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Responsible disclosure is a term that is typically used with software vulnerabilities. The idea is that if a good person finds a bug that could be used for evil, they keep that bug confidential to avoid telling bad guys how to exploit vulnerable users. Instead, they tell trusted members of the software development team, wait for a patch to be rolled out, and then they disclose their discovery after users are no longer in danger.

Responsible disclosure establishes that there is a limit to keeping a critical bug confidential. If a good guy can find a vulnerability, a bad guy can also find that same vulnerability. The bug is putting users in danger, and if the development team is not acting quickly enough to fix the bug, users should be alerted so that they know to stop using the software.

A typical timeline for responsible disclosure is 90 days, though that timeline is often adjusted based on the severity of the vulnerability, the obscurity of the vulnerability, and the difficulty of rolling out a patch. If a patch is not rolled out in time, all users are alerted to the vulnerability, which gives hackers a tool to exploit users but also allows users to protect themselves by disabling the vulnerable software.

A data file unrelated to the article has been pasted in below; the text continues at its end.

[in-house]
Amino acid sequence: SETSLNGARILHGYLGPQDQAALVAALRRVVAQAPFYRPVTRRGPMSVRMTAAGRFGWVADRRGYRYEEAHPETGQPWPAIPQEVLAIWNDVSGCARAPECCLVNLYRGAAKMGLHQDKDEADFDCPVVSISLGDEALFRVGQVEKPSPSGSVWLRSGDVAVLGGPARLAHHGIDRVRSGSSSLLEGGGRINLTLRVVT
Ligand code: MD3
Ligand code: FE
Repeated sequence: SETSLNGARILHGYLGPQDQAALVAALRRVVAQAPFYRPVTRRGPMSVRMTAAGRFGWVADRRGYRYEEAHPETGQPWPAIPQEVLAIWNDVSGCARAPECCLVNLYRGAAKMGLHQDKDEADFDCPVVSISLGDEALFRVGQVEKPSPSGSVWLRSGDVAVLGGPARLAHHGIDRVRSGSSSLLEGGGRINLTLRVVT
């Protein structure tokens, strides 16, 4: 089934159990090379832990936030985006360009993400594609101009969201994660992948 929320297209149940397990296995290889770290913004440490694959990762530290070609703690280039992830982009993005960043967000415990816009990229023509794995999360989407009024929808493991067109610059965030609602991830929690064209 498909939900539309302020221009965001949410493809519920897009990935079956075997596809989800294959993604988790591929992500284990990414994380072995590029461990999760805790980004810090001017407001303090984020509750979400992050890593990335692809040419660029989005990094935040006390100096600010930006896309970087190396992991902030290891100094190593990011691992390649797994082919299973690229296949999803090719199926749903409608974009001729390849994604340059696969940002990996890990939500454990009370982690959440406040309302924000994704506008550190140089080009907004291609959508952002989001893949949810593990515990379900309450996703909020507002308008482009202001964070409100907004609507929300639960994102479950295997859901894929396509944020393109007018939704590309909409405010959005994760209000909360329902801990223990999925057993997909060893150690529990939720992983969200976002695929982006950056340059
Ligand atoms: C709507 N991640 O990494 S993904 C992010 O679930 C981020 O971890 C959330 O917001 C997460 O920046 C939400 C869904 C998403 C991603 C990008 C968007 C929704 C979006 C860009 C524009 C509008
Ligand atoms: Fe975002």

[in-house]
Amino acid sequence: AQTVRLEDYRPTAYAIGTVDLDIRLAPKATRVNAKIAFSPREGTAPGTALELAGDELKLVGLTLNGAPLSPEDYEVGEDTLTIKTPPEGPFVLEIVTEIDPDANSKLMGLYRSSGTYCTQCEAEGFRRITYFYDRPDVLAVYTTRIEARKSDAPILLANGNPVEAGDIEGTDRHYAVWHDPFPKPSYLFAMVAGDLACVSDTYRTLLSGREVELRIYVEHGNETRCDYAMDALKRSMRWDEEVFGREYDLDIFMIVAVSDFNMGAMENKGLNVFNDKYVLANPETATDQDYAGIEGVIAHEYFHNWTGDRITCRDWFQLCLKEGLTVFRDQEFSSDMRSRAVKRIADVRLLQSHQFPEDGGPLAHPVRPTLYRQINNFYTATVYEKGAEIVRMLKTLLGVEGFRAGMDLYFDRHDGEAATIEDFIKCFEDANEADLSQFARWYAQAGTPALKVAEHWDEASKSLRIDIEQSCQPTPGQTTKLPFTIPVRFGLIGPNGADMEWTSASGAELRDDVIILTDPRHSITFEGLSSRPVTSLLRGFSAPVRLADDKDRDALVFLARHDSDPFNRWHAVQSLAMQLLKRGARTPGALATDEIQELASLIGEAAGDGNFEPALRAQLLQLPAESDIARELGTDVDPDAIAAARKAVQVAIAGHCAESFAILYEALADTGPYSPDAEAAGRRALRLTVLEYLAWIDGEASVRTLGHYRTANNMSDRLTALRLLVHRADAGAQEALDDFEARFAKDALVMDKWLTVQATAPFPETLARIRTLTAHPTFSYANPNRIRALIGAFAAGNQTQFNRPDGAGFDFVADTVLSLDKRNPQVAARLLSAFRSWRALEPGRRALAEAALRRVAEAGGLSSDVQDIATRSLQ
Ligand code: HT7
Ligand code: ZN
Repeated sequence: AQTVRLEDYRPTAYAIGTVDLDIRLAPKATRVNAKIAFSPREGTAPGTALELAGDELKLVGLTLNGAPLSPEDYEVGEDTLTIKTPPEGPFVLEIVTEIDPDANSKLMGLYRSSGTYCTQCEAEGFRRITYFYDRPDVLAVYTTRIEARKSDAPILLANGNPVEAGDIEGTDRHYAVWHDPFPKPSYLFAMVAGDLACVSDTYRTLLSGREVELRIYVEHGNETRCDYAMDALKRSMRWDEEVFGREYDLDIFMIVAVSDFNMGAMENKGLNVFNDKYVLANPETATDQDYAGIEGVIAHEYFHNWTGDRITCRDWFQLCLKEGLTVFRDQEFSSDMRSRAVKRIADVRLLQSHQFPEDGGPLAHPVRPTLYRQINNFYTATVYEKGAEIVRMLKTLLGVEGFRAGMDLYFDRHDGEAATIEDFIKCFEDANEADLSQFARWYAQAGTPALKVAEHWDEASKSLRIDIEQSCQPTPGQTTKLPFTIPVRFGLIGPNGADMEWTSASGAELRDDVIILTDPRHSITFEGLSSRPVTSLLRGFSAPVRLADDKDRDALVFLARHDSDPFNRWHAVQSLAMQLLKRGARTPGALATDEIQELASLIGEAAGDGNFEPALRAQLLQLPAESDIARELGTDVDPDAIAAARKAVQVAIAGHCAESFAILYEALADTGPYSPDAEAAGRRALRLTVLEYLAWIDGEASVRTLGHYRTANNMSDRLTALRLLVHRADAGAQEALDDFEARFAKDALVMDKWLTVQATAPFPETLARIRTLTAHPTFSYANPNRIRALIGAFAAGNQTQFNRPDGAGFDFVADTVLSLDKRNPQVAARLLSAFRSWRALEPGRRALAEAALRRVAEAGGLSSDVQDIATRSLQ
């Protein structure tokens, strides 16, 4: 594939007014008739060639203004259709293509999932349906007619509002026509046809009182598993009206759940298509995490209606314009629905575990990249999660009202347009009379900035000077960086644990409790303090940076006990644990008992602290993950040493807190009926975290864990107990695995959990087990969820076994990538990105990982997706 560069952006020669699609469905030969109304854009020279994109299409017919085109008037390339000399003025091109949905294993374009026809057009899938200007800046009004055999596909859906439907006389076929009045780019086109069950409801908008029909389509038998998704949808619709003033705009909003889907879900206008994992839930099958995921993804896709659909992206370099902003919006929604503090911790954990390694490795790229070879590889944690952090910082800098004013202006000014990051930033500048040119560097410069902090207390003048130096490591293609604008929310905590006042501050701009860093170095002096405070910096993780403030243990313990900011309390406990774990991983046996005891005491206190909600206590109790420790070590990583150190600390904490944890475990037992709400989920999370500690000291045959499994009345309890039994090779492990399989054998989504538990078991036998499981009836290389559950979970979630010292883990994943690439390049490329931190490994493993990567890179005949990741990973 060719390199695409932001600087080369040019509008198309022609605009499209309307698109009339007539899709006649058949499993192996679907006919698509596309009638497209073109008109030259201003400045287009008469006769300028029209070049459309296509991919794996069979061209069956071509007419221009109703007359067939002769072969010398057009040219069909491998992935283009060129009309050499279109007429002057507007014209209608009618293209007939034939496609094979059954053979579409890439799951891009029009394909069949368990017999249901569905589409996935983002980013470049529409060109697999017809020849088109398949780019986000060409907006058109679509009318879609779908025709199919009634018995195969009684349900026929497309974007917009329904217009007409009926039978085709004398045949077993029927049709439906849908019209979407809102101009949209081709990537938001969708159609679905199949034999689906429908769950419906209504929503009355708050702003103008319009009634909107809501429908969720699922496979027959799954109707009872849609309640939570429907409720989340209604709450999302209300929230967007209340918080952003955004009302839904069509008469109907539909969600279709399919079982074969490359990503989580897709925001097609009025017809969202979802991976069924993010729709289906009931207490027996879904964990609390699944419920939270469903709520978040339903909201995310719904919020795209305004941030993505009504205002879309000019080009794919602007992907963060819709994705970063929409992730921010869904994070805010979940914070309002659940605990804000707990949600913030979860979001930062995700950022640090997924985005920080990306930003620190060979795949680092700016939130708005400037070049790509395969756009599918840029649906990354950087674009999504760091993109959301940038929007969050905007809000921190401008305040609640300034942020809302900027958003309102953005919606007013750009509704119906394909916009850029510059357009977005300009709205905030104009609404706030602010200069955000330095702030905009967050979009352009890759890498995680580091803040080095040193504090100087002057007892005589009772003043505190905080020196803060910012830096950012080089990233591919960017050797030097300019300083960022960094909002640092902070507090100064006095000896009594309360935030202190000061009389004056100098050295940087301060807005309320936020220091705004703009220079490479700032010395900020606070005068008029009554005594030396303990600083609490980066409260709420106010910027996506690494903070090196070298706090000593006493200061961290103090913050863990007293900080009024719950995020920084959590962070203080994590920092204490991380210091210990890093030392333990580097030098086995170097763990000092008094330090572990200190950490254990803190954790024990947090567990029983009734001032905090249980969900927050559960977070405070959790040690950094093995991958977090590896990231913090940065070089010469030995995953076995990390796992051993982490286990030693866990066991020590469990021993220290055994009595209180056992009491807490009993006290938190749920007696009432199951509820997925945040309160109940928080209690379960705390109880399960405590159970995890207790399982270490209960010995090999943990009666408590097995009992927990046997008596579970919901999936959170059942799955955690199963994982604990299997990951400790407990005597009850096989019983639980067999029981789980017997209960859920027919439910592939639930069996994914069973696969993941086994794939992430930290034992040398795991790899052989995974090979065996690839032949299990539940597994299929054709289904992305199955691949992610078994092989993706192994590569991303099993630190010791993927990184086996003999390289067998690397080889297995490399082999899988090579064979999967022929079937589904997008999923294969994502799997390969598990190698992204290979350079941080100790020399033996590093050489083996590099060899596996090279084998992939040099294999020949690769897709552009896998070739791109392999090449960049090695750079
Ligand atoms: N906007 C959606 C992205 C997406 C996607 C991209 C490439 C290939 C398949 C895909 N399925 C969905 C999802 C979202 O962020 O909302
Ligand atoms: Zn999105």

Similar principles are at play with fraud in the Glow ecosystem. When fraud is first suspected, the most important task is to figure out the full story behind the fraud. For example, in the current incident, several farms were initially thought to be falsified that were later vindicated as legitimate farms.  Disclosing the discovery too early may have led to witch hunts and the incorrect punishment of genuine solar farms.

In the world of cheating, another element is at play. Frequently, exploits being used by cheaters do not get punished for some period of time, because the watchdog does not want to alert the cheaters that they have been caught, giving cheaters more opportunity to expose themselves as dishonest and therefore allowing a purge to be more effective.

Within Glow, I believe that a reasonable timeline for responsible disclosure will generally be 60 days. If someone finds evidence of fraud on the Glow protocol, they should bring that evidence forward to the GCAs or other trusted leaders within the Glow ecosystem and otherwise respect the short term confideniality of their findings.

The GCAs and leadership should then work to get to the bottom of the issue quickly disclose the findings to the community. If the leadership takes more than 60 days to handle the problem, then the whistleblower may ethically disclose their findings to the entire community.

What Broke Down

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Several things went wrong to enable the first fraud incident in the Glow protocol. In my opinion, the most important breakdown is that the cheaters did not understand that the Glow audit standard could evolve over time to detect and retroactively correct for cheating. The cheaters felt safe once their forged documents had been submitted, because the auditor had signed off on the documents and the cheaters began receiving rewards. This encouraged more cheating.